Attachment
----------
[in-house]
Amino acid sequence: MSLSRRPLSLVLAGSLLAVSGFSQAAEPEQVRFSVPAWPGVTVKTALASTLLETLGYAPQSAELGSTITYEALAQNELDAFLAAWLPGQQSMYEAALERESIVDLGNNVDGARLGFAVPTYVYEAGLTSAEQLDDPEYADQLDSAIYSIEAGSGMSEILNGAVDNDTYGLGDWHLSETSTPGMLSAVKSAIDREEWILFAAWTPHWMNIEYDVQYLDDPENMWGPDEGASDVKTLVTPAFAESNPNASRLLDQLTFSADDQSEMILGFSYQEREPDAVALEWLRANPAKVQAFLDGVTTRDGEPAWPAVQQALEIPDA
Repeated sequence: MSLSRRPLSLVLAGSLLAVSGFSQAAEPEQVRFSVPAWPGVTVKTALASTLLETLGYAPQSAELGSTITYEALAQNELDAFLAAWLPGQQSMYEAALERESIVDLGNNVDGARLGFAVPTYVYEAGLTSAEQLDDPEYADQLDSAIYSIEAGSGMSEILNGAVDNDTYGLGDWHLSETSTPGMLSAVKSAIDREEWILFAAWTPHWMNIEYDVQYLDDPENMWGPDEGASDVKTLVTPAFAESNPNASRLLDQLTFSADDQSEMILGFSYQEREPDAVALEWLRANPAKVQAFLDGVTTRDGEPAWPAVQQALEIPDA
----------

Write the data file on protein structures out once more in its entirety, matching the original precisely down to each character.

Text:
[in-house]
Amino acid sequence: MSLSRRPLSLVLAGSLLAVSGFSQAAEPEQVRFSVPAWPGVTVKTALASTLLETLGYAPQSAELGSTITYEALAQNELDAFLAAWLPGQQSMYEAALERESIVDLGNNVDGARLGFAVPTYVYEAGLTSAEQLDDPEYADQLDSAIYSIEAGSGMSEILNGAVDNDTYGLGDWHLSETSTPGMLSAVKSAIDREEWILFAAWTPHWMNIEYDVQYLDDPENMWGPDEGASDVKTLVTPAFAESNPNASRLLDQLTFSADDQSEMILGFSYQEREPDAVALEWLRANPAKVQAFLDGVTTRDGEPAWPAVQQALEIPDA
Repeated sequence: MSLSRRPLSLVLAGSLLAVSGFSQAAEPEQVRFSVPAWPGVTVKTALASTLLETLGYAPQSAELGSTITYEALAQNELDAFLAAWLPGQQSMYEAALERESIVDLGNNVDGARLGFAVPTYVYEAGLTSAEQLDDPEYADQLDSAIYSIEAGSGMSEILNGAVDNDTYGLGDWHLSETSTPGMLSAVKSAIDREEWILFAAWTPHWMNIEYDVQYLDDPENMWGPDEGASDVKTLVTPAFAESNPNASRLLDQLTFSADDQSEMILGFSYQEREPDAVALEWLRANPAKVQAFLDGVTTRDGEPAWPAVQQALEIPDA